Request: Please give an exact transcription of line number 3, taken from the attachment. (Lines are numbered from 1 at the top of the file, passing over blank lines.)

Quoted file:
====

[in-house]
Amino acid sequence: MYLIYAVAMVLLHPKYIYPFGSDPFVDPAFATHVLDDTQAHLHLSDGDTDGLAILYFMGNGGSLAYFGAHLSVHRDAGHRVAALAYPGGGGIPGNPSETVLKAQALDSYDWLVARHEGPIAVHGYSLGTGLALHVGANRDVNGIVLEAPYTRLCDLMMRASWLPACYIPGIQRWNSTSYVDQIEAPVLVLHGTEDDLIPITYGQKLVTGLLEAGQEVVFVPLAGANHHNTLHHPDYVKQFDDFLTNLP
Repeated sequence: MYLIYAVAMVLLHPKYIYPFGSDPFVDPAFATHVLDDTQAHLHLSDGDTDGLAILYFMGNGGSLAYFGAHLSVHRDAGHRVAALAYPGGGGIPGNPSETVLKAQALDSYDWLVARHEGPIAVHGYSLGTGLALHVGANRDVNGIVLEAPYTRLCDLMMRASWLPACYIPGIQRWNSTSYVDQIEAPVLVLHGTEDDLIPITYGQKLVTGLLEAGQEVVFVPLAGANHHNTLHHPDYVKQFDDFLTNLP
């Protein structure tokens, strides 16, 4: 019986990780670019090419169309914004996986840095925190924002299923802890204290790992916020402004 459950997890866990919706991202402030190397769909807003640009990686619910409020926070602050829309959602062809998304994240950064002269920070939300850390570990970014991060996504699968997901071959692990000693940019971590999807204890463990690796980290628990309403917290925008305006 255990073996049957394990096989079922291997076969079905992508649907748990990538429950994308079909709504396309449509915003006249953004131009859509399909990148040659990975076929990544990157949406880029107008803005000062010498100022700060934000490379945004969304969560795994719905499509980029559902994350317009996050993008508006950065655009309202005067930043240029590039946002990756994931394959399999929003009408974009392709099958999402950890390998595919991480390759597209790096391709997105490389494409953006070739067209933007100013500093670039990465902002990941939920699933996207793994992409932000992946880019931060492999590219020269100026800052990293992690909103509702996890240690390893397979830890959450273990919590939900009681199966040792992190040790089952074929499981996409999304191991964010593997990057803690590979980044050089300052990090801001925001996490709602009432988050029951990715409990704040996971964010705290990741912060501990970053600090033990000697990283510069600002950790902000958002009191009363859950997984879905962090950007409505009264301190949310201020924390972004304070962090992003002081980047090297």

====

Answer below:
Repeated sequence: MYLIYAVAMVLLHPKYIYPFGSDPFVDPAFATHVLDDTQAHLHLSDGDTDGLAILYFMGNGGSLAYFGAHLSVHRDAGHRVAALAYPGGGGIPGNPSETVLKAQALDSYDWLVARHEGPIAVHGYSLGTGLALHVGANRDVNGIVLEAPYTRLCDLMMRASWLPACYIPGIQRWNSTSYVDQIEAPVLVLHGTEDDLIPITYGQKLVTGLLEAGQEVVFVPLAGANHHNTLHHPDYVKQFDDFLTNLP